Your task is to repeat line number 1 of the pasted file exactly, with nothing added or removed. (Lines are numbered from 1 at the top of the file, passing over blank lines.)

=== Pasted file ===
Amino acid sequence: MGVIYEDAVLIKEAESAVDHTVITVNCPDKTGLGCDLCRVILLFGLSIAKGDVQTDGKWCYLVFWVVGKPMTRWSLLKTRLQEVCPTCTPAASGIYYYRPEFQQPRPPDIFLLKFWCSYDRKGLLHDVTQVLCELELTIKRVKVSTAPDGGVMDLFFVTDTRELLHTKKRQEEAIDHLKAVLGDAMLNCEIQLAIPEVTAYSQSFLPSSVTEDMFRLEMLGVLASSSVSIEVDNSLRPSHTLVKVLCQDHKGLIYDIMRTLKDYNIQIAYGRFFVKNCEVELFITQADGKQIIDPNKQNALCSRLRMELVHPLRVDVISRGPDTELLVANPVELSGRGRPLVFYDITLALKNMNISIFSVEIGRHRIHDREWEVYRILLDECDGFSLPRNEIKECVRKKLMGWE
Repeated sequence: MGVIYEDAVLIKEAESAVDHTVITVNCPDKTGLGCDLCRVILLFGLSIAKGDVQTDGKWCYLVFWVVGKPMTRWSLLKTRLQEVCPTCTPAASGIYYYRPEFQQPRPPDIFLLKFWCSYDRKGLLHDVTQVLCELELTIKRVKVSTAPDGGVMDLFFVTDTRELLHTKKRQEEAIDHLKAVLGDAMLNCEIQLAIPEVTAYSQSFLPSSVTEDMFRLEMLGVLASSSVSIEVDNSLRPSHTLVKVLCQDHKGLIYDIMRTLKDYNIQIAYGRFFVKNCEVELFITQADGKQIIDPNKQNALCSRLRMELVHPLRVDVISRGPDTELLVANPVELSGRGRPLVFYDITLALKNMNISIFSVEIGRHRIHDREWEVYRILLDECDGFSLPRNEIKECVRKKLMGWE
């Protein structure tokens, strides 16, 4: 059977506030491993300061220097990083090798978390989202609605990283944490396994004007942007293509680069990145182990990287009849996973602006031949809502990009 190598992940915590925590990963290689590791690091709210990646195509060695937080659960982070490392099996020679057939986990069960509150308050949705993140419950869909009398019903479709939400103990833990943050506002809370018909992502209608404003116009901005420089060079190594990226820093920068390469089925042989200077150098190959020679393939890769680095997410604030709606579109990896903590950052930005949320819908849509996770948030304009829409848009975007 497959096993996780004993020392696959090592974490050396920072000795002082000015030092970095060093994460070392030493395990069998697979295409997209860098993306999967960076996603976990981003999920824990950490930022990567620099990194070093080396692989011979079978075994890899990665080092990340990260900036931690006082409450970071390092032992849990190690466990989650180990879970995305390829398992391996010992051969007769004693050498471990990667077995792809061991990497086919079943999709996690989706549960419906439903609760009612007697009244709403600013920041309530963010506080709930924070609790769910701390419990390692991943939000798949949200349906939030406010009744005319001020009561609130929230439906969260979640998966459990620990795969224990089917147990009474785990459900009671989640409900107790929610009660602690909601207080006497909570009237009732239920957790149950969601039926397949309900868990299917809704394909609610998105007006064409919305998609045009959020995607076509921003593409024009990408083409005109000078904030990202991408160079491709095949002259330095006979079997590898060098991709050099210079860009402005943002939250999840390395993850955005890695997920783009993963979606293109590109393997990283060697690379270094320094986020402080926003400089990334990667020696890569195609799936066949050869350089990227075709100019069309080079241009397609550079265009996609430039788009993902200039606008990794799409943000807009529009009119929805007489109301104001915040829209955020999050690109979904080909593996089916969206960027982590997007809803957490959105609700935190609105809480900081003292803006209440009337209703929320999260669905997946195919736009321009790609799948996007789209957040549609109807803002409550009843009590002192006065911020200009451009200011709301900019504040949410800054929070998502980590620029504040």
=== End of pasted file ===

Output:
Amino acid sequence: MGVIYEDAVLIKEAESAVDHTVITVNCPDKTGLGCDLCRVILLFGLSIAKGDVQTDGKWCYLVFWVVGKPMTRWSLLKTRLQEVCPTCTPAASGIYYYRPEFQQPRPPDIFLLKFWCSYDRKGLLHDVTQVLCELELTIKRVKVSTAPDGGVMDLFFVTDTRELLHTKKRQEEAIDHLKAVLGDAMLNCEIQLAIPEVTAYSQSFLPSSVTEDMFRLEMLGVLASSSVSIEVDNSLRPSHTLVKVLCQDHKGLIYDIMRTLKDYNIQIAYGRFFVKNCEVELFITQADGKQIIDPNKQNALCSRLRMELVHPLRVDVISRGPDTELLVANPVELSGRGRPLVFYDITLALKNMNISIFSVEIGRHRIHDREWEVYRILLDECDGFSLPRNEIKECVRKKLMGWE